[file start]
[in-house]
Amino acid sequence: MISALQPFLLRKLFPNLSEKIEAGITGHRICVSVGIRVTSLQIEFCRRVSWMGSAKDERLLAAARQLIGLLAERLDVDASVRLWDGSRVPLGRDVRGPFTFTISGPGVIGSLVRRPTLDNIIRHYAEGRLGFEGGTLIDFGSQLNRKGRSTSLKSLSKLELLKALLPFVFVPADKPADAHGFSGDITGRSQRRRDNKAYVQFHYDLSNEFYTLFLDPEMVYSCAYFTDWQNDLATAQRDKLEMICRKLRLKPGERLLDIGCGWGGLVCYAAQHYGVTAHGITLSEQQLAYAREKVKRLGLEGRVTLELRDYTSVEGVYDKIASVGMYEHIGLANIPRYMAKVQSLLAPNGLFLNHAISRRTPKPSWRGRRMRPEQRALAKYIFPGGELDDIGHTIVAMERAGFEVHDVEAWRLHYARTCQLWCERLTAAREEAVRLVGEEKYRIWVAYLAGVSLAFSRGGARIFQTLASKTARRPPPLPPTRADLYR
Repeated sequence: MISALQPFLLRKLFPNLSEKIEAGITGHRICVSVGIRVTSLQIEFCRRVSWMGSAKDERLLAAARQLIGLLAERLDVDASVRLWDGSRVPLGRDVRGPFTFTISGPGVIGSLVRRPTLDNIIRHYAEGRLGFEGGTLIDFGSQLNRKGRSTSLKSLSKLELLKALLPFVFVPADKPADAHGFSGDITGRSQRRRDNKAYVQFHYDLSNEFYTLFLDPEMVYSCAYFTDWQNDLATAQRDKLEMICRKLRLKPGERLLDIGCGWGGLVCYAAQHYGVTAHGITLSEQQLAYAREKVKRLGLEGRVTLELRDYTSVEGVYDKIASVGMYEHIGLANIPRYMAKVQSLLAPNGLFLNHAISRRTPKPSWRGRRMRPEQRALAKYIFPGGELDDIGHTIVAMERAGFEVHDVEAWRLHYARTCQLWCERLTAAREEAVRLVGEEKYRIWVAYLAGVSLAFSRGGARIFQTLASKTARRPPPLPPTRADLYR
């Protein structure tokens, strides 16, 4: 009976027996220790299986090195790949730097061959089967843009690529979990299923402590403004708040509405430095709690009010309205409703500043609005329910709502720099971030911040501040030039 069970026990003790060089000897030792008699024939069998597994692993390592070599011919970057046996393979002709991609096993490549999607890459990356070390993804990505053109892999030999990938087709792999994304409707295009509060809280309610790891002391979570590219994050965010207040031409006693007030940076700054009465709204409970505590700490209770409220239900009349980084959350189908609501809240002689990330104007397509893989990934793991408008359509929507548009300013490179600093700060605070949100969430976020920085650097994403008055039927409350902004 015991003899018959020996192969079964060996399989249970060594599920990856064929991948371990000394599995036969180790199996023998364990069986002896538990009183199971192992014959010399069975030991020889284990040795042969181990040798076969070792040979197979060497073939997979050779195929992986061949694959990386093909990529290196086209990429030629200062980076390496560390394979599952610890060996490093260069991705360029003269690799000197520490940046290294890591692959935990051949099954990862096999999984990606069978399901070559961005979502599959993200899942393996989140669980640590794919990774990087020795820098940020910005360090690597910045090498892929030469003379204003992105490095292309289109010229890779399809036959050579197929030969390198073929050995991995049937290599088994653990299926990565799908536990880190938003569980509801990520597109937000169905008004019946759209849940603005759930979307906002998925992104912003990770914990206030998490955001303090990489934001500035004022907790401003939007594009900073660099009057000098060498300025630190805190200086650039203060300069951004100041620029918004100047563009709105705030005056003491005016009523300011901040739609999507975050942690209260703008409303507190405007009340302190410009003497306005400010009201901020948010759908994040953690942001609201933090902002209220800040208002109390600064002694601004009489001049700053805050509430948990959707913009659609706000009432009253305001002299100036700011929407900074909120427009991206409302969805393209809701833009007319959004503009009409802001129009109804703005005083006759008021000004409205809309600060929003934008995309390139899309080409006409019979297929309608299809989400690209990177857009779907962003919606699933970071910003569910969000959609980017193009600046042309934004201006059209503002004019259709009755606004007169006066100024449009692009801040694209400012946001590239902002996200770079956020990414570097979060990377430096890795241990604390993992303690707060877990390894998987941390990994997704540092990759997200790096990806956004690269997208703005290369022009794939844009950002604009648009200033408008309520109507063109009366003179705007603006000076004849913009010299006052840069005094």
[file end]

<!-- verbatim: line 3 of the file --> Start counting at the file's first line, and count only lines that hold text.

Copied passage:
Repeated sequence: MISALQPFLLRKLFPNLSEKIEAGITGHRICVSVGIRVTSLQIEFCRRVSWMGSAKDERLLAAARQLIGLLAERLDVDASVRLWDGSRVPLGRDVRGPFTFTISGPGVIGSLVRRPTLDNIIRHYAEGRLGFEGGTLIDFGSQLNRKGRSTSLKSLSKLELLKALLPFVFVPADKPADAHGFSGDITGRSQRRRDNKAYVQFHYDLSNEFYTLFLDPEMVYSCAYFTDWQNDLATAQRDKLEMICRKLRLKPGERLLDIGCGWGGLVCYAAQHYGVTAHGITLSEQQLAYAREKVKRLGLEGRVTLELRDYTSVEGVYDKIASVGMYEHIGLANIPRYMAKVQSLLAPNGLFLNHAISRRTPKPSWRGRRMRPEQRALAKYIFPGGELDDIGHTIVAMERAGFEVHDVEAWRLHYARTCQLWCERLTAAREEAVRLVGEEKYRIWVAYLAGVSLAFSRGGARIFQTLASKTARRPPPLPPTRADLYR